Saturday, February 28, 2009

Haven't Forgotten You

How 'bout them neglected blogs? Poor, sad neglected blog.

I haven't forgotten you, dear blog. I've just been a bit busy. And maybe even a bit uninspired. Not that there are no worthy subjects. There are plenty, like shutter obsessions, poop on the sidewalk, and so on. It's just that I think I've been generally happy and maybe just don't care so much about these things. After all, who wants to read a boring blog written by some happy person? Or maybe it's just that... no, could it be? I'm... Maybe I'm almost Belgian. Aaaahhh!!!

Saturday, December 6, 2008

Extreme Shopping

From one extreme to the other, anyway. 

My wife and I recently returned to Belgium from a less-than-relaxing trip to the United States. We had a lot catching up to do. You know, certain food to eat, lots of people to see and of course, lots of things to buy. It's a good thing that American shop employees are so eager to help out a patron. So eager, in fact, that we were frequently forced to flee before buying a thing. We just couldn't take it.

I assume store managers told their employees that they really need to push for sales in these difficult times, but do they know how annoying they are? When you walk into a store, you're immediately bombarded with "Hi, how are you doing today? Can I help you find something? Be sure to have a look at our sales rack in the back on the left. Did you know about our socks? They're made by alpaca farming dwarves in Nepal and they're guaranteed for life. The socks, not the dwarves. We have a book all about it at the counter. Just ask for one when you check out. All you have to do is fill out a credit card application. Those are great shoes. Where did you get them? Belgium? Is that somewhere in Germany? I bet you can see the dwarves from there. Can I get your zip code?..."

For the other extreme, there's Belgium, where nobody really wants your money. 

Since I forgot my phone charger in the U.S. (oops), I stopped into the little local electronics shop to see if I could find a replacement. There were two employees there: one on the phone, one helping the only customer (by apparently teaching him how to use his iPhone) . Neither of them acknowledged my entrance. I looked at phones to determine that Sony still uses the same connector for at least some of their new phones. Then I investigated the shelf to see if there was a replacement available. There wasn't. That's not completely surprising because this is a small store with minimal inventory. They'd probably have to order it. So, speak to an employee, I must. I waited. I tried making eye contact. I looked annoyed. I left the store. I should mention that I'm not so arrogant that I expected the employees to drop everything else to help me, but an "I'll be right with you" or "I'll be a while - can you come back in ten minutes?" would go a long way.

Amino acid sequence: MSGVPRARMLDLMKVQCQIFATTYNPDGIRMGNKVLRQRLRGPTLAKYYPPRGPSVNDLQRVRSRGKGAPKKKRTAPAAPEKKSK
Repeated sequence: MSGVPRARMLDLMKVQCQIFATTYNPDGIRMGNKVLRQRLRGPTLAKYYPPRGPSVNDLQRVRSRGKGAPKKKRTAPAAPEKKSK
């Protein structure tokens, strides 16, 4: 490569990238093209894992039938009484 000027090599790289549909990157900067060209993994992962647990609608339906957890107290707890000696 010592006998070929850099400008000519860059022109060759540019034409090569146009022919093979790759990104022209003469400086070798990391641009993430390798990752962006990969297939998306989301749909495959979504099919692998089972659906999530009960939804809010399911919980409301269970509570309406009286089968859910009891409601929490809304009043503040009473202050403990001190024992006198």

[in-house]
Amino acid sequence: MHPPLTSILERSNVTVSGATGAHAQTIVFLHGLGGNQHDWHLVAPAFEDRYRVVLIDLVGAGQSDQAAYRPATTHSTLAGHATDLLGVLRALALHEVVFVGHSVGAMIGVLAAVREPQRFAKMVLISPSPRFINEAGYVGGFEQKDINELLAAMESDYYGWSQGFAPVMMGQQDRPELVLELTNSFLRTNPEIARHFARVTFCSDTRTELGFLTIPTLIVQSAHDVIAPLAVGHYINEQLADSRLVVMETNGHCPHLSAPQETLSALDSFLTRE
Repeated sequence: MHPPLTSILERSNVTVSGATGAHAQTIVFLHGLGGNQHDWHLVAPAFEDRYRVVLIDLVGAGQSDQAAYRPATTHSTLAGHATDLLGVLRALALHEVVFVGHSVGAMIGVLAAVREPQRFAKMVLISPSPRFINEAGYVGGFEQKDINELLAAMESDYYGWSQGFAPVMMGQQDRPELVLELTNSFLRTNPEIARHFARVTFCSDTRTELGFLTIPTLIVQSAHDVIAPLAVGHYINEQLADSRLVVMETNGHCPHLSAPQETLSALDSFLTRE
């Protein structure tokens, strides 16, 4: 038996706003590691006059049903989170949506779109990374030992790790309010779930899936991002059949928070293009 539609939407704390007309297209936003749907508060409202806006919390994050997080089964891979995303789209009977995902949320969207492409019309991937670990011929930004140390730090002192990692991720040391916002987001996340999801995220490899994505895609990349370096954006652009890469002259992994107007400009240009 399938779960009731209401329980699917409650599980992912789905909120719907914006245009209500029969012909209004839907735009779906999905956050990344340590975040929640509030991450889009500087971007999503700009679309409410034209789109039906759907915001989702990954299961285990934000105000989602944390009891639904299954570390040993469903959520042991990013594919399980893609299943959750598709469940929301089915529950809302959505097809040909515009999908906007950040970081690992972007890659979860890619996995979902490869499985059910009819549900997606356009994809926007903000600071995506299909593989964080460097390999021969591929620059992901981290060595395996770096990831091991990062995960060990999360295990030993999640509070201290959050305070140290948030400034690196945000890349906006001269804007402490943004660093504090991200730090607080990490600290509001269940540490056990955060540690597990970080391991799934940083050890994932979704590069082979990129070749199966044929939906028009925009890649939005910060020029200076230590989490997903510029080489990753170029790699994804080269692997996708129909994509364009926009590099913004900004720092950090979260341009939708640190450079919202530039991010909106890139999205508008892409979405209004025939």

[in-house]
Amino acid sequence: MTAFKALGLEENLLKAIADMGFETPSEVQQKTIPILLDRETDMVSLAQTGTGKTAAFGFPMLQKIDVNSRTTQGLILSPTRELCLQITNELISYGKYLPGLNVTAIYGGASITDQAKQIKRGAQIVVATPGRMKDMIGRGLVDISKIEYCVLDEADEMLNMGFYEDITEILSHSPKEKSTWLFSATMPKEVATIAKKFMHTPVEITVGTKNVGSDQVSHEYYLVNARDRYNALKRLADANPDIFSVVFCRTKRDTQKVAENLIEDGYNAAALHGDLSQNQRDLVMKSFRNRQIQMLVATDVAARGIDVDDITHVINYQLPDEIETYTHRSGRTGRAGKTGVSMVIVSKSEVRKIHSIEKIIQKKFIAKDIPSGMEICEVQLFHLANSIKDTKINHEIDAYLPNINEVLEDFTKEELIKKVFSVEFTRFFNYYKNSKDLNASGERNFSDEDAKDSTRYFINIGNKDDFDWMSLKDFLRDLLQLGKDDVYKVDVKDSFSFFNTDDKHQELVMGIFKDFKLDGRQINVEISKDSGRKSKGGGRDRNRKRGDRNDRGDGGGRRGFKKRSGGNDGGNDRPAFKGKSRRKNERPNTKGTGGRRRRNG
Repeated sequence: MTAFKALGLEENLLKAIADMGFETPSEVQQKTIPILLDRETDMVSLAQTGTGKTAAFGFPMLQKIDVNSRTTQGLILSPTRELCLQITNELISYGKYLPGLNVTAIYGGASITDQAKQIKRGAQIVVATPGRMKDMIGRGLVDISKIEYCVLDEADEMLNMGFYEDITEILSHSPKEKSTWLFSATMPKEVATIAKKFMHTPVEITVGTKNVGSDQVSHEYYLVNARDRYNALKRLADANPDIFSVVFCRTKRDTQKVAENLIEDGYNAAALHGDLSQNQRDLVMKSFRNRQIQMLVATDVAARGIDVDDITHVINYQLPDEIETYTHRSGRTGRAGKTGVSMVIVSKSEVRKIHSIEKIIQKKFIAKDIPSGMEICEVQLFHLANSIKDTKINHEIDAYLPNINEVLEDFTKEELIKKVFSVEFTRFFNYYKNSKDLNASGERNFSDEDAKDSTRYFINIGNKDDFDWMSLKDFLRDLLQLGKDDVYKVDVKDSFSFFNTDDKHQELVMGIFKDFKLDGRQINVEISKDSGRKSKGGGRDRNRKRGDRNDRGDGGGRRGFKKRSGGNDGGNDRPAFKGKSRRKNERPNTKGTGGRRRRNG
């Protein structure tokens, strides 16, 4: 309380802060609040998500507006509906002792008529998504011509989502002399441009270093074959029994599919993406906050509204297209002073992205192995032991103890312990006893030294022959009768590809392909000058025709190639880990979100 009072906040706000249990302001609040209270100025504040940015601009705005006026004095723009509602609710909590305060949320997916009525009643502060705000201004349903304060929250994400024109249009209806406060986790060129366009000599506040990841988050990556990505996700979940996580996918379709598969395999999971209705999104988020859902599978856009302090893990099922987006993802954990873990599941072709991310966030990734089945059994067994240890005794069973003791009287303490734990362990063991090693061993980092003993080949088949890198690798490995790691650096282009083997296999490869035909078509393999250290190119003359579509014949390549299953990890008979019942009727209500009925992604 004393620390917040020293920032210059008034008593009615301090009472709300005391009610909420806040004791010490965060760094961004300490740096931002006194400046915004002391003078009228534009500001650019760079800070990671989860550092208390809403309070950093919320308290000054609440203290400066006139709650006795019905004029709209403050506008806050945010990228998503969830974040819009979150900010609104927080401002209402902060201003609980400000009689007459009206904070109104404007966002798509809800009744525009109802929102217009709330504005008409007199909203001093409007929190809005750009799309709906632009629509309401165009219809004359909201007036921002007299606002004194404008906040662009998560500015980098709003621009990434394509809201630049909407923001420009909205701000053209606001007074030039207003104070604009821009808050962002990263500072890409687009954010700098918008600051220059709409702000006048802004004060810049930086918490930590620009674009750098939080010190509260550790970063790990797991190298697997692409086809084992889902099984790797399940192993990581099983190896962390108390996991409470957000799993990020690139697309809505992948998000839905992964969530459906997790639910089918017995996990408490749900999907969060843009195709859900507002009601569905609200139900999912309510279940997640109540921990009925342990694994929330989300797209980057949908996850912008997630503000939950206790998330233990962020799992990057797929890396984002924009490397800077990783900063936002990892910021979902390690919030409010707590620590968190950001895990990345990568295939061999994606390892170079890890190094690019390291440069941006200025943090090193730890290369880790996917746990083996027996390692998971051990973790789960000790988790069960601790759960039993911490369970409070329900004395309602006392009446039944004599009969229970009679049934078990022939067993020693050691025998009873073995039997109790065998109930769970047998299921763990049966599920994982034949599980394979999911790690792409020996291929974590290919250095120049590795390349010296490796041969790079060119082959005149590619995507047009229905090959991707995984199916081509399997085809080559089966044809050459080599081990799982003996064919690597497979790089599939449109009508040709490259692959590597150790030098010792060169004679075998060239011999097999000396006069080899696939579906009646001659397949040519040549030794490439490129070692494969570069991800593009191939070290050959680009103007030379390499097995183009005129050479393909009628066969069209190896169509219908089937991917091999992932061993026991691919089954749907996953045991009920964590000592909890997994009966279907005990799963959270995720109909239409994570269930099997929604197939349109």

If only we could get American and Belgian shopkeepers to combine their methods, I'd be a lot poorer. I could keep ranting, but I need some socks...

Thursday, October 30, 2008

When Good Beer Goes Awesome

How can one have a blog about living in Belgium without bringing up beer? No credible blogger can. OK, I don't know what makes me credible, but I'm still going to devote this entry to beer. One beer in particular.

I recently had a conversation with Joe, a fellow beer geek (yeah, I'm a bit of a beer geek, dork, snob, nerd; choose your label, I just really dig beer) and author of Thirsty Pilgrim (go on, check it out!) about one of our mutually-favorite Belgian beers: Rodenbach Grand Cru. This is a fantastic tipple with a deep amber/brown color, fruity-oaky aroma, mild bitterness, malty-sweet and characteristic sourness on the pallet. It's this sourness that generally puts people off.